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Uncharted: The Lost Legacy review

Uncharted: The Lost Legacy review
Posted at 8:19 AM, Aug 26, 2017
and last updated 2017-08-27 13:24:47-04

Uncharted: The Lost Legacy is like the bonus tracks on a really successful album. Pound for pound, it’s in the upper echelon when comparing it to the greatest pieces of downloadable content in gaming history. Like the previous entries in the series, the writing is impeccable, the characters are memorable, the visuals are stunning, and the sense of adventure is jaw-dropping. The Lost Legacy simply extends that near-perfect track list that’s still just as soothing to your earholes as the original record, making it’s steep $40 price point feel deserved.

Despite being the only entry without the series’ main protagonist, Nathan Drake, The Lost Legacy easily fills any void his presence left. The game features the franchise's past characters Chloe Frazer (Uncharted 2: Among Thieves and Uncharted 3: Drake’s Deception) and Nadine Ross (Uncharted 4: A Thief's End) who seek the Tusk of Ganesh in the mountains of India in the midst of civil war.

As the adventure unfolds, the player learns how the two came to be together as partners, as well as their separate motivations for why they are seeking the treasure. While it’s not the best Uncharted story by a longshot, there are several memorable moments and surprises that I did not expect.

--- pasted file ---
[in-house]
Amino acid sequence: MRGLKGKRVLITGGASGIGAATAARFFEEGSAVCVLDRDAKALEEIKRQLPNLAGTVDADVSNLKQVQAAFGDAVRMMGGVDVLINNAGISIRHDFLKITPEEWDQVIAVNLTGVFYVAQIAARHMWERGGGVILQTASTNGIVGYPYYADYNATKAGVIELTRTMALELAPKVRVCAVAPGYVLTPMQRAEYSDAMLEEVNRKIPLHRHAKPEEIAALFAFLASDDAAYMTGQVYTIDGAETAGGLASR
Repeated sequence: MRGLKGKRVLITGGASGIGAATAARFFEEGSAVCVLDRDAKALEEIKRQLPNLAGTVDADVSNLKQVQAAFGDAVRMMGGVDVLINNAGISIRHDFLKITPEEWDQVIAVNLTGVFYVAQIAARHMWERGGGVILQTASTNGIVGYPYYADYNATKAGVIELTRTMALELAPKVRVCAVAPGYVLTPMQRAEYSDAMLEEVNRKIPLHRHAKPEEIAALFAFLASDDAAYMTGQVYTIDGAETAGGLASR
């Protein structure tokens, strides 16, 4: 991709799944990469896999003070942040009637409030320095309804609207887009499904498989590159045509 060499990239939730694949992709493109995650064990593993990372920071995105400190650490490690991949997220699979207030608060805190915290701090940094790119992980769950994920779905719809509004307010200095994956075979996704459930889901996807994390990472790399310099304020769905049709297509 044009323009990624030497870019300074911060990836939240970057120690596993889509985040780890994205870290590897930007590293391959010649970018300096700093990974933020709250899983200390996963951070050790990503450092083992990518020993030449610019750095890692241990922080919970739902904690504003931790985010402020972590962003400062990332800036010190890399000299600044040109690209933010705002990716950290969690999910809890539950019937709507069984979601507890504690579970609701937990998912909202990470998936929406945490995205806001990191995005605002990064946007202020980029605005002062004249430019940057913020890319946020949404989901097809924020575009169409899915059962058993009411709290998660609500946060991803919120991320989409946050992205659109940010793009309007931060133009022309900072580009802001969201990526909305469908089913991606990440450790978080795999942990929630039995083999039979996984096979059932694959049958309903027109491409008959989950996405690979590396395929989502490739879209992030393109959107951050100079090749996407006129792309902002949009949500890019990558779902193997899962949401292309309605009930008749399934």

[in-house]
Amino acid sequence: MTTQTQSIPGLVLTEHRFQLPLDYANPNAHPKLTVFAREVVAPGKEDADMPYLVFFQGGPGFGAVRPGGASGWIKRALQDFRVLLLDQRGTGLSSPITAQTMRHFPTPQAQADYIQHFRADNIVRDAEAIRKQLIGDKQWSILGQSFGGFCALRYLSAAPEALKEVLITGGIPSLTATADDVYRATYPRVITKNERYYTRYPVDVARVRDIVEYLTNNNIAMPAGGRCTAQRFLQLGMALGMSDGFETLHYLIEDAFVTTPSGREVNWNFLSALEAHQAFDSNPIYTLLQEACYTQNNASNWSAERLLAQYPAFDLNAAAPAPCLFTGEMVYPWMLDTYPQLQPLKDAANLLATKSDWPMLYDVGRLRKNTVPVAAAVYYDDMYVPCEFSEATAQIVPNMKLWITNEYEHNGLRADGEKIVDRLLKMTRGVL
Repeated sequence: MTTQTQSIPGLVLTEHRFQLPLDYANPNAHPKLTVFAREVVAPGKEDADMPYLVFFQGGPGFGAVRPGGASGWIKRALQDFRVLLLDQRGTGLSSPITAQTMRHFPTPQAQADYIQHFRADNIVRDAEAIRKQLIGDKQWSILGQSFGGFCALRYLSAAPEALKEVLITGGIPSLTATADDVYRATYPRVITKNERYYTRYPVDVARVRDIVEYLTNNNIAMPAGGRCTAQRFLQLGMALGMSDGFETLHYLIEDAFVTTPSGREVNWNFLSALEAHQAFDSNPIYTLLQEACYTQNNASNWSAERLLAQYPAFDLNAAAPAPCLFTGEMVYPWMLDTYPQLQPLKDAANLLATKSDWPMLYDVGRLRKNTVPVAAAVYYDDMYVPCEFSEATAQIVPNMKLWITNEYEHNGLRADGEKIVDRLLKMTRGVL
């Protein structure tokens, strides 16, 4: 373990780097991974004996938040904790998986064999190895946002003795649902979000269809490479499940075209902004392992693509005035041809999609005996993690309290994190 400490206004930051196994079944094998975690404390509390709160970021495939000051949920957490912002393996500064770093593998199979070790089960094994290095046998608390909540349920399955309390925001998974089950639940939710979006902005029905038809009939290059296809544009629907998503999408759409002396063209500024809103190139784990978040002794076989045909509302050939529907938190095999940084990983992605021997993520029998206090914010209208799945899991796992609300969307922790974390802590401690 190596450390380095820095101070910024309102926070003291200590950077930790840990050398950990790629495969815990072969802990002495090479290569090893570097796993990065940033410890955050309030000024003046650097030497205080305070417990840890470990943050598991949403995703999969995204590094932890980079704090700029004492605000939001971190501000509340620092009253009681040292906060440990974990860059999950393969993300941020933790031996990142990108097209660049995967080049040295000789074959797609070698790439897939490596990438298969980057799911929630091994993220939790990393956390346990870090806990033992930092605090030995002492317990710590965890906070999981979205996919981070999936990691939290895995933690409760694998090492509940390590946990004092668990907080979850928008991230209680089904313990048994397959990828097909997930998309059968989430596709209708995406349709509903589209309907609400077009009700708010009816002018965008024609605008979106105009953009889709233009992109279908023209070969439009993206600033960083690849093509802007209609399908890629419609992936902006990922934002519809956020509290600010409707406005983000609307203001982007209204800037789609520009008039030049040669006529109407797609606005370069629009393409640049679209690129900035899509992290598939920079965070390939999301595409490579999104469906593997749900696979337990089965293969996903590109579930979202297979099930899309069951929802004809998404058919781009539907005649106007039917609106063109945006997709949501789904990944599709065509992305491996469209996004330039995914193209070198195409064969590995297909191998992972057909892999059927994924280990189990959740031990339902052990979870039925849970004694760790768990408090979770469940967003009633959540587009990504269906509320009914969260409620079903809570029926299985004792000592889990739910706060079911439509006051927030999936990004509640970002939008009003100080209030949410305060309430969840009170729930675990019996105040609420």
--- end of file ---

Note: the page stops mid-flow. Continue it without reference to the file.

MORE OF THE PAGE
The gameplay is more of a greatest hits without any new addition. While each game leading up to this have added mechanics including stealth sequences, throwing grenades back at enemies, and the grapple hook, The Lost Legacy’s new additions are minor. There is now the ability to pick locks (which is very boring) and use silenced weapons (which I hardly found).

In the second act, the game takes you to the Western Ghats mountain range. It’s a gorgeous area to explore but there’s not much to do besides find a few collectables. I found this to be an impressive feat and wonder what an open-world game from this developer could be, but it is an Uncharted game, so the nonlinearity had me confused on what to do and forget what was happening in the story. I feel the strength of these games has always been the linearity with a combination of smooth gameplay followed by an impressive movie-like cut scene that’ll fool your Dad into thinking you’re watching an action flick.

The Lost Legacy teeters on being a full fledged game rather than DLC, and that level of ambition is more of a detriment. It feels like as much love was put into it as any other entry in the series, which makes it’s faults stand out even more. This is far more than a budget version of Uncharted. If anything, Naughty Dog feels like they’re showing off what they can do with something considered to be DLC. I completed The Lost Legacy in roughly 8 hours and do plan on going back to find a few collectibles that I missed. It was a pleasure to dive back into this world and catch up with these awesome characters, and it may very well be a long time until we see any of them again.